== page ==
But, of course, it does matter. “It’s oddly built,” Nahas says, as he makes the cone flare out farther as he gets to the top. “I’m not saying I’m the best, but I’ve been doing this for 14 years now. I just know how to do it.” As he works, he stops now and then to slide a butcher knife along the sides, trimming some of the sloppier ends, nicking off bits of skin and fat that hang limply along the side. “You have to give it some shape a little bit; this will keep it uniform. And the trick to keeping it moist is this skin that is left—that’s what I’m cutting off—I tuck it in the middle. Once the chicken gets smaller then there’s still fat that melts and keeps it juicy from the inside to the outside. You’re not allowed to just put it up, cook it and turn it off; the heat never comes off it, so you have to learn how to keep it moist.”
By the time the cone is fully formed, there are 76 chicken breasts in the stack. Once it’s ready to shave down, this will actually be a relatively small serving, lasting only three or four hours of service.
On weekends they use twice that amount of chicken on a single spit, making shawarma cones that climb to around 100 pounds. A jerry-rigged clamp on the top of the rod lets them slide it onto a pole that they can use to carry it upstairs from their basement prep kitchen, like Ewoks carrying Han Solo to an Endor Feast. Nahas puts it all pretty simply: “We go through a lot of chicken.”
In fact, Mezza goes through four tonnes of chicken breast—not whole chickens, just chicken breasts—a month. And the chicken, brought in fresh from Nova Scotia’s Eden Valley Poultry, is never frozen. “If it comes in on Monday, it’s cut on Monday. Then Tuesday it’s marinated and we use it on Wednesday.”
Up in the restaurant, Nahas puts together a classic shawarma wrap. He slides a large, round-tip slicing knife down a cone that has been whittled down to the core, slices of still-tender chicken falling like leaves from a tree. A second, untouched cone looms huge, a nearby tube of donair meat almost trembling with inadequacy. He adds the sliced chicken to an open pita with chopped lettuce, diced tomato, paper-thin dill pickles and fuchsia sticks of pickled turnip.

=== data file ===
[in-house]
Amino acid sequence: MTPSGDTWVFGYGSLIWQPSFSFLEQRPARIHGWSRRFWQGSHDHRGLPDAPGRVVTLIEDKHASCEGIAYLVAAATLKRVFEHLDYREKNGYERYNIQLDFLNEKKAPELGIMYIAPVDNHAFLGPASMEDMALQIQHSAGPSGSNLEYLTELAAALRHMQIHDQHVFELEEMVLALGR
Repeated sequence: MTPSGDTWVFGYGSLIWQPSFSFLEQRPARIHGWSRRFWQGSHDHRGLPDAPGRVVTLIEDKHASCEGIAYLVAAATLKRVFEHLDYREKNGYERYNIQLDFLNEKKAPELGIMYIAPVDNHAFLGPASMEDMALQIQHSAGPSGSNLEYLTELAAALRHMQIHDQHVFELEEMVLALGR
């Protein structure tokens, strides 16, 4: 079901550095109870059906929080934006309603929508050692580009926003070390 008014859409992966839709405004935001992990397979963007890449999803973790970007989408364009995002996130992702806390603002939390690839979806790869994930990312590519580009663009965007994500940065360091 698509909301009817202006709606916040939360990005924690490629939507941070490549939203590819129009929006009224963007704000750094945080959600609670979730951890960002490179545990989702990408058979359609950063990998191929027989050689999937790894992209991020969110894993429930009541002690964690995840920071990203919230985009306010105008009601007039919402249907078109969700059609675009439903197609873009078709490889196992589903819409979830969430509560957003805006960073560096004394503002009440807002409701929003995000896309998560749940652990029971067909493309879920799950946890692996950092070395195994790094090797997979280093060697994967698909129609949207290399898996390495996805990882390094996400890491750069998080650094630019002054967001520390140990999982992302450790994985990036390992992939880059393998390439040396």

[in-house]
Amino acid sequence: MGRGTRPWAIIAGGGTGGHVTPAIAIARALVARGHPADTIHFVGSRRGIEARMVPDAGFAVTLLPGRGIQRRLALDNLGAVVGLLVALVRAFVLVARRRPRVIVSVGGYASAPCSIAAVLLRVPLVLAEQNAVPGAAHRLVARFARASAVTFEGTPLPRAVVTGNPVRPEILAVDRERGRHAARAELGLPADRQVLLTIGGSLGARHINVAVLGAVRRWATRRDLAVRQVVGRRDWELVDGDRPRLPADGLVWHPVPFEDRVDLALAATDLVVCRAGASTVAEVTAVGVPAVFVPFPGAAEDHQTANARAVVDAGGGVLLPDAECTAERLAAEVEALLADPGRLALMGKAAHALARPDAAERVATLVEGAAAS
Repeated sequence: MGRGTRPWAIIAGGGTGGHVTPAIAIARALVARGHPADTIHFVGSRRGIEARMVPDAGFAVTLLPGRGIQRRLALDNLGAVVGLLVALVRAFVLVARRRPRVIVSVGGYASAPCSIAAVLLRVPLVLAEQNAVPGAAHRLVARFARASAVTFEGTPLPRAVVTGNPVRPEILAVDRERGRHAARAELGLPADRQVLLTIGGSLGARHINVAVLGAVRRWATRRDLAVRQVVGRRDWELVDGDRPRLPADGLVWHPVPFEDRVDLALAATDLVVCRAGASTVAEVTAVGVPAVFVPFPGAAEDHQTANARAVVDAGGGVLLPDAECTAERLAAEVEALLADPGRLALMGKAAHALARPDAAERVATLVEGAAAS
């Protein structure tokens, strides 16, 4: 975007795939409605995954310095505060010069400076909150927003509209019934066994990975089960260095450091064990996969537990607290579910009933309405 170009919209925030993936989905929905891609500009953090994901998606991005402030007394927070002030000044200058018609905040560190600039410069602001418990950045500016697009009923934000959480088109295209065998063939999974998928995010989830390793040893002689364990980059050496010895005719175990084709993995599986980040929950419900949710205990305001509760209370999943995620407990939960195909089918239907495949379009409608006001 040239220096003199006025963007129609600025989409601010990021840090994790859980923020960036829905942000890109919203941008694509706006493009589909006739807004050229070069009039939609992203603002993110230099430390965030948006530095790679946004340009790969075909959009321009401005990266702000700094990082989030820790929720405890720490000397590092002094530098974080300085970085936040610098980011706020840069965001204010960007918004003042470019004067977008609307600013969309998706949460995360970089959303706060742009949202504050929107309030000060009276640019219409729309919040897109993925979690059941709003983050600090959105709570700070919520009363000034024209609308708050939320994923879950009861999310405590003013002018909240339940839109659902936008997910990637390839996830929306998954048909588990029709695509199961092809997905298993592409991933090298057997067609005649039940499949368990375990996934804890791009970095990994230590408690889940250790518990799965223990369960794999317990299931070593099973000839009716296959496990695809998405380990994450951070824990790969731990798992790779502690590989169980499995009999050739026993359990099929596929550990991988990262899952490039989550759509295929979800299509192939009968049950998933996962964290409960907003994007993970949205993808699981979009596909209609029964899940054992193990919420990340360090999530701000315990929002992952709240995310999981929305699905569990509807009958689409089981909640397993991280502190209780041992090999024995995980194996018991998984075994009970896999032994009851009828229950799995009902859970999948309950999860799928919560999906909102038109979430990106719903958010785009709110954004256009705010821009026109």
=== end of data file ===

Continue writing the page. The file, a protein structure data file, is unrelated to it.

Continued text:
“The garlic sauce is also very important,” says Nahas. “Other places will just use garlic granules and blend it with oil and lemon juice, or some people put mayonnaise in it.” He shakes his head.
“Me and my brother travel and hit restaurants,” he says. “We went away a couple of months ago to Montreal and Toronto for four days and all we did was eat and eat and eat from shawarma store to shawarma store, just to see what they’re doing differently. And, actually, I think we’re on par with everyone, if not next level.” The next level for the Nahas brothers means taking their classic Lebanese menu items and putting some modern and international twists on them. Like the Lebanese wrap, a favourite at Mezza: it has garlic, pickles and French fries.
“In Lebanon, that’s how they serve them. So we go that idea there, and then we were like, ‘What else would be cool to do?’ You get people from Egypt and Saudi Arabia coming in, and each country does something differently,” he says. “In Saudi Arabia they’ll put ketchup, mayonnaise and garlic on it just with chicken and then a few fries.” That’s on the menu now, too.
The tour group is long gone, and while it’s the middle of the afternoon there is still a steady trickle of business streaming in, most people ordering shawarma wraps. “You get surprised with who comes in,” says Nahas. “You get the oddest people sometimes and just wonder ‘How did you hear about shawarma?’”